The late John Betjeman, who was appointed Poet Laureate in 1972, and remained in the role until his death in 1984, leaves behind a wealth of evocative verse and prose, describing the places he knew and visited around Britain so vividly that he transports the reader back to an earlier time redolent with nostalgia. One of his best known works is the autobiographical 'Summoned by Bells', which recalls his childhood, his school days and his time at University. Chapter VII of the collection covers his time at Marlborough College, a boarding and day school in the attractive small Wiltshire town of the same name which he attended in the early 1920s.
|Entrance to Marlborough College. Photo by Steph, via Wikimedia Commons|
Betjeman was allegedly quite miserable at Marlborough College, where he spent five years (“Thank God I’ll never have to go through them again”) and he does not miss an opportunity to have a dig at it in his poetry, referring to it as “my prison house”. Winters were a particular endurance test, described as “Black as our college suits, as cold and thin”. Mealtimes did not bring any solace, with cakes “harder than the rocks”, tea which is “made from stewed up socks”, and a Dining Hall smelling of Irish Stew. The teas at the College were described as a joke – “you only ate them when quite stony broke”.
Sports formed a large part of life in the College, and Betjeman bemoaned the fact that for five years he and his fellow pupils “shivered in exiguous shorts”. While at the College he founded a satirical magazine called ‘The Heretick’, which made fun of this obsession with sport. Other negative memories recalled in the poem include the “casual beatings”, the stone flag passages and the iron bars. In the early 1960s Betjeman made a documentary film about Marlborough, part of a series which became lost, but were subsequently rediscovered. The director of the piece on Marlborough recalls that it took some persuading to get him to go through the gates of the school for the filming on his first visit there for 40 years, such were his feelings about it.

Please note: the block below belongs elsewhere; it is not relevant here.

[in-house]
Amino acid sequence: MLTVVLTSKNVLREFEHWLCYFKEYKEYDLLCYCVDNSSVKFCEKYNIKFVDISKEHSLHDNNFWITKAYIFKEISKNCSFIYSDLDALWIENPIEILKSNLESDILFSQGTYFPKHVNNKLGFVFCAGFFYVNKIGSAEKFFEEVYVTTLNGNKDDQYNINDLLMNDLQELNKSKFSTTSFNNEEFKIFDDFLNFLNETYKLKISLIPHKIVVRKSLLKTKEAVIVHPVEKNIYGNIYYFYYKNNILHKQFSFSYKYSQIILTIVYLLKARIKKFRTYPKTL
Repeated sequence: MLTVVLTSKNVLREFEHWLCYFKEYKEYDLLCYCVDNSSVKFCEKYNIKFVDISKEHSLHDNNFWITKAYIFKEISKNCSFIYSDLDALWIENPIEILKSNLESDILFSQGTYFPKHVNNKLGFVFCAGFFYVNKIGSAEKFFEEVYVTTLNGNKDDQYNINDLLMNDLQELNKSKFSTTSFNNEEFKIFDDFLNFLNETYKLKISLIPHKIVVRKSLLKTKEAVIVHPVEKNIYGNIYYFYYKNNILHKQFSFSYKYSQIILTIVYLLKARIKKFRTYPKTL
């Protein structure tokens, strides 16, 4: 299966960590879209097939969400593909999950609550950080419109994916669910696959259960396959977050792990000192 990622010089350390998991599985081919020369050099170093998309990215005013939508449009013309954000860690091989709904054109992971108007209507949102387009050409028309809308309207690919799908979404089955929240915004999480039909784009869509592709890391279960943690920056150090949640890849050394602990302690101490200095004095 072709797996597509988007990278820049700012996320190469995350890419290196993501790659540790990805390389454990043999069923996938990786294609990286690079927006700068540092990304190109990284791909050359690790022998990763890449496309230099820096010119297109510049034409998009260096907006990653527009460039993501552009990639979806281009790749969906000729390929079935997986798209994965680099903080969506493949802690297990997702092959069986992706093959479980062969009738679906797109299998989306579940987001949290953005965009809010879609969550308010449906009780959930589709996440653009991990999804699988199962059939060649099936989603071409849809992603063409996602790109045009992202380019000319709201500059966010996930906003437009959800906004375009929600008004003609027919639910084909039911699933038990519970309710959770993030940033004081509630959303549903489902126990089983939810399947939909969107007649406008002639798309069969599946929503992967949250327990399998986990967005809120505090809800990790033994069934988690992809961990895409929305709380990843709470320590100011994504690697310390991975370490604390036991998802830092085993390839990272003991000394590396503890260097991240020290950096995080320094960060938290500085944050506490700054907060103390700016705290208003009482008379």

It wasn’t all bad though, because he liked the town and adored the surrounding countryside. He used to walk along the River Kennet, which he recalls in the poem with the line “The smell of trodden leaves beside the Kennet, On Sunday walks with Swinburne in my brain” (a reference to a fellow English poet). He also cycled to Silbury, “by burnt-up hawthorn edged again with white from chalk dust whirled by Fords and Lancias” (Marlborough is in the middle of a predominantly chalk terrain) and to “sepulchral Avebury “.
|Avebury Ring. Photo by Simon Barnes, via Wikimedia Commons|
Marlborough used to be an important pit-stop on the old road from London to Bath, and the quaint old inns lining its main street are a reminder of that time. Its most notable feature is its generous High Street, the second widest in the country, with a pleasant mix of pubs, cafes, restaurants and shops. In fact, for a town of its size it has a surprisingly decent selection of shops, probably because the continued presence of Betjeman’s hated College lends the town an upmarket air. The chalklands around Marlborough are full of fascinating ancient sites. Silbury, mentioned above, is home to Silbury Hill, an artificial prehistoric chalk mound, and Avebury is famous for its Avebury Ring, a henge monument containing three stone circles. These two Neolithic monuments, along with the West Kennet Long Barrow, are part of the Stonehenge, Avebury and Associated Sites UNESCO World Heritage Site.
|The High Street, from St Peter's Church. Photo by Brian Robert Marshall, via Wikimedia Commons|